It takes 10 mL of 0.15 M #KOH# solution to neutralize 7.5 mL of #HNO_3# solution. What is the molarity of #HNO_3#?

Answer 1

#"0.2 M"#

Write the neutralization reaction's balanced chemical equation first.

#"KOH"_text((aq]) + "HNO"_text(3(aq]) -> "KNO"_text(3(aq]) + "H"_2"O"_text((aq])#
Notice that you have #1:1# mole ratios between potassium hydroxide, #"KOH"#, and nitric acid, #"HNO"_3#. This tells you that the reaction will always consume equal numbers of moles of the two reactants.

The number of moles of solute in liters of solution is now the definition of molarity.

#color(blue)(c = n_"solute"/V_"solution")#

To calculate how many moles of this strong base were used to neutralize the strong acid, all you really need to do in this case is use the molarity and volume of the potassium hydroxide solution.

The number of moles of acid and base will be equal, based on the previously mentioned mole ratio.

#c = n/V implies n = c * V#
#n_(KOH) = "0.15 M" * 10 * 10^(-3)"L" = "0.0015 moles KOH"#

Naturally, this suggests that you have

#0.0015 color(red)(cancel(color(black)("moles KOH"))) * "1 mole HNO"_3/(1color(red)(cancel(color(black)("mole KOH")))) = "0.0015 moles HNO"_3#

This indicates that the molarity of the nitric acid solution was

#c = n/V#
#c_(HNO_3) = "0.0015 moles"/(7.5 * 10^(-3)"L") = color(green)("0.2 M")#

The number of sig figs you have for the volume of the potassium hydroxide solution is the answer, rounded to one.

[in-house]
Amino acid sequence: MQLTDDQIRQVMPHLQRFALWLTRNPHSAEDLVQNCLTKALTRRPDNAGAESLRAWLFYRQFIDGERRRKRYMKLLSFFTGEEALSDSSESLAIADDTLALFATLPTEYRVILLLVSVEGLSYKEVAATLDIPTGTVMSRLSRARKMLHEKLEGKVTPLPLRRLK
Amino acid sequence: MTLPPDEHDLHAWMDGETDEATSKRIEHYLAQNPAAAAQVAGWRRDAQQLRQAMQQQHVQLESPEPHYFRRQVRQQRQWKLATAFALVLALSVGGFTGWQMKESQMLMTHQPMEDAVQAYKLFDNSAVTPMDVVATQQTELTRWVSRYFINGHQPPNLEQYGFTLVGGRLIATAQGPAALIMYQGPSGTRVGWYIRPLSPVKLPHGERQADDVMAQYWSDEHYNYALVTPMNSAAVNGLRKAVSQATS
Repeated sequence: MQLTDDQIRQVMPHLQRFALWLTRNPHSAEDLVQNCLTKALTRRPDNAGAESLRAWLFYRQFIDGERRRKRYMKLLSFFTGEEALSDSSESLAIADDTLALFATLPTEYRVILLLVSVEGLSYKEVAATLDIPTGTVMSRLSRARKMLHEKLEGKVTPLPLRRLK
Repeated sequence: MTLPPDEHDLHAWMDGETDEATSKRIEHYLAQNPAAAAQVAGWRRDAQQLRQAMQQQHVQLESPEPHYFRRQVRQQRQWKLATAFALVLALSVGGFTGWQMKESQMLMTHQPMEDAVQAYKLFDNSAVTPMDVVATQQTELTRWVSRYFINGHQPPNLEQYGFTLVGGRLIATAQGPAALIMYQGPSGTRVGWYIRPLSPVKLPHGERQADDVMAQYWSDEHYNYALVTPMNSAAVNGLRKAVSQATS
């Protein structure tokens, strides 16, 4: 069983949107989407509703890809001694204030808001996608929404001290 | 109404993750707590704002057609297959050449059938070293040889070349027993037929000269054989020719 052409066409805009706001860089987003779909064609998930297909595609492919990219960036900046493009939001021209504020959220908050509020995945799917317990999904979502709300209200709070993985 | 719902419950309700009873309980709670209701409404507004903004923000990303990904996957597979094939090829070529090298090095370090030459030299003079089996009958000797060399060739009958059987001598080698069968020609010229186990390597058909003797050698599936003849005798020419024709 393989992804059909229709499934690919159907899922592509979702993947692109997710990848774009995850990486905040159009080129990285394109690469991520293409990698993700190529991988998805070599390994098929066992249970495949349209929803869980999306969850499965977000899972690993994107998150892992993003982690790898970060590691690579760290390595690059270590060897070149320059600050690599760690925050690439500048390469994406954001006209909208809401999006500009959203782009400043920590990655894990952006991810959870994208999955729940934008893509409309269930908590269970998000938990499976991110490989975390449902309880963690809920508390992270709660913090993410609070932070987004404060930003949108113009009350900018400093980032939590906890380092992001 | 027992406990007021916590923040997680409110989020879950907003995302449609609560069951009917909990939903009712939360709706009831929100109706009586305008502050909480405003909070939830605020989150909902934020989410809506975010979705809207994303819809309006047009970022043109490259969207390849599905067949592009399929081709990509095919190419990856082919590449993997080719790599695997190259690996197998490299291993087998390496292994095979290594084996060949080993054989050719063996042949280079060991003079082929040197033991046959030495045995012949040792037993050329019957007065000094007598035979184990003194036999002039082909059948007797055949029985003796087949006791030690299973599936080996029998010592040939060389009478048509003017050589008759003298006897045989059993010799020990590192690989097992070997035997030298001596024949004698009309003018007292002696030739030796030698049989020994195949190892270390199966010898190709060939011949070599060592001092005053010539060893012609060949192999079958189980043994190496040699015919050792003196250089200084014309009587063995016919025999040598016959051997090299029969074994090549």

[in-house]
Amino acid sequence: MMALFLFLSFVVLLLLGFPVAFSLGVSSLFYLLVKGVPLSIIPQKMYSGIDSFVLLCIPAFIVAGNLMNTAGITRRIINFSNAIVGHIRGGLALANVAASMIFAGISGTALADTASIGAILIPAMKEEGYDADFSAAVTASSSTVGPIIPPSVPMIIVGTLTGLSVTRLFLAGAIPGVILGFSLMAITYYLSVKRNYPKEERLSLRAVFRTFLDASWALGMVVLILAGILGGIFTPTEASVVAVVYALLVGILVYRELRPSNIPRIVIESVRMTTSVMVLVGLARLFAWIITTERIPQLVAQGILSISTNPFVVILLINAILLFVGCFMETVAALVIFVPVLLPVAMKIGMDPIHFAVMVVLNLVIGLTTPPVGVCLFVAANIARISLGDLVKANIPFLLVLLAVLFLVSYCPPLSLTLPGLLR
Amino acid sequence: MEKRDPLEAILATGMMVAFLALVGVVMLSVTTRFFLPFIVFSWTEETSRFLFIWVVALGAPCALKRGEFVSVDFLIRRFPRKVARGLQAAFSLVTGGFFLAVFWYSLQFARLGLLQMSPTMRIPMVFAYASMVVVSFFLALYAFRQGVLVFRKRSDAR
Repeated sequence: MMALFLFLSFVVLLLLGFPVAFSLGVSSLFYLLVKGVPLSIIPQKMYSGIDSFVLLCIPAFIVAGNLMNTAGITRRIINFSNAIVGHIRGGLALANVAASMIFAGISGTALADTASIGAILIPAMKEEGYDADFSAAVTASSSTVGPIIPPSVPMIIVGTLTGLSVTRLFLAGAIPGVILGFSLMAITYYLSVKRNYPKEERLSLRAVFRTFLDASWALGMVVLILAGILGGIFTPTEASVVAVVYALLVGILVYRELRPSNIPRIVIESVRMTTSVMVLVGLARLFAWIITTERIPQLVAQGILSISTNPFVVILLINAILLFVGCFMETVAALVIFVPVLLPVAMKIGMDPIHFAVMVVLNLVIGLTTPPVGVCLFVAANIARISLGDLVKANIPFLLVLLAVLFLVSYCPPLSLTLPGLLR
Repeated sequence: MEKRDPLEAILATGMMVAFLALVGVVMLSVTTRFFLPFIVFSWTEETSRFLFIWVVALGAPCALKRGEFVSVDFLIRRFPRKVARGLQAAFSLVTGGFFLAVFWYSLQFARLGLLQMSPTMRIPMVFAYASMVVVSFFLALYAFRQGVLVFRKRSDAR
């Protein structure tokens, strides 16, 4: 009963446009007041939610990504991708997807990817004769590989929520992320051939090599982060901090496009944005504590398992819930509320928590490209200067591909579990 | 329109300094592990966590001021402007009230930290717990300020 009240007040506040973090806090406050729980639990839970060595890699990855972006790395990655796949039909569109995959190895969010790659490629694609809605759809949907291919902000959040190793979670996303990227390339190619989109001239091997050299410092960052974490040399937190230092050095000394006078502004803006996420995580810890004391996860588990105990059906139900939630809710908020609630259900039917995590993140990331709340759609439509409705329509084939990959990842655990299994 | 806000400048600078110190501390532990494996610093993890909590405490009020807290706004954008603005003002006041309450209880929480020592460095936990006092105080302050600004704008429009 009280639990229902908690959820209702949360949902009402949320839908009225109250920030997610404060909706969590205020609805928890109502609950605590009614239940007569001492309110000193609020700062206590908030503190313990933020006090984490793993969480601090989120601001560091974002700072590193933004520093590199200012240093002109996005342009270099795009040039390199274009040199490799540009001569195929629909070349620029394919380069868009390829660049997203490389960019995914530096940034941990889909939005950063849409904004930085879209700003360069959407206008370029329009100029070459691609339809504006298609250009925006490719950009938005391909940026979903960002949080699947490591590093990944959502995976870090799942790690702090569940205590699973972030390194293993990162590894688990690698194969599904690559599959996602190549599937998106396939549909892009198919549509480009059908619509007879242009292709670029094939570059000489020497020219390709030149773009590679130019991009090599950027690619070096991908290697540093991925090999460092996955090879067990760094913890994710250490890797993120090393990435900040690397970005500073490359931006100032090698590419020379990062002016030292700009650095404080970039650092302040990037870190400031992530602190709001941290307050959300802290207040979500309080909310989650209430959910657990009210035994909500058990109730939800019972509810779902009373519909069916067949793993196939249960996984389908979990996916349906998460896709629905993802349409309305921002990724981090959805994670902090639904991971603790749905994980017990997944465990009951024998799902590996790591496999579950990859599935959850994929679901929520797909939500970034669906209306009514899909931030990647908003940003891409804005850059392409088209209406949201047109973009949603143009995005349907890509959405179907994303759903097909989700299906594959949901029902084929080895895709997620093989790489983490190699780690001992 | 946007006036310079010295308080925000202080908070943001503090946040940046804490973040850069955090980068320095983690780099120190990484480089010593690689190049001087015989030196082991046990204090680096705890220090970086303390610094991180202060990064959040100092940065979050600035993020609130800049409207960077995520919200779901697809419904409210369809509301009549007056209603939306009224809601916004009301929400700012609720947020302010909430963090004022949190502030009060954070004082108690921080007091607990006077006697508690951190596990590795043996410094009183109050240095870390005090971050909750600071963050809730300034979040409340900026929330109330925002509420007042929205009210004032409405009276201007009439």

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Answer 2

To find the molarity of HNO3, use the equation (M_1V_1 = M_2V_2). Plug in the given values: (V_1 = 10 , \text{mL}), (M_1 = 0.15 , \text{M}), (V_2 = 7.5 , \text{mL}). Solve for (M_2).

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Answer from HIX Tutor

When evaluating a one-sided limit, you need to be careful when a quantity is approaching zero since its sign is different depending on which way it is approaching zero from. Let us look at some examples.

When evaluating a one-sided limit, you need to be careful when a quantity is approaching zero since its sign is different depending on which way it is approaching zero from. Let us look at some examples.

When evaluating a one-sided limit, you need to be careful when a quantity is approaching zero since its sign is different depending on which way it is approaching zero from. Let us look at some examples.

When evaluating a one-sided limit, you need to be careful when a quantity is approaching zero since its sign is different depending on which way it is approaching zero from. Let us look at some examples.

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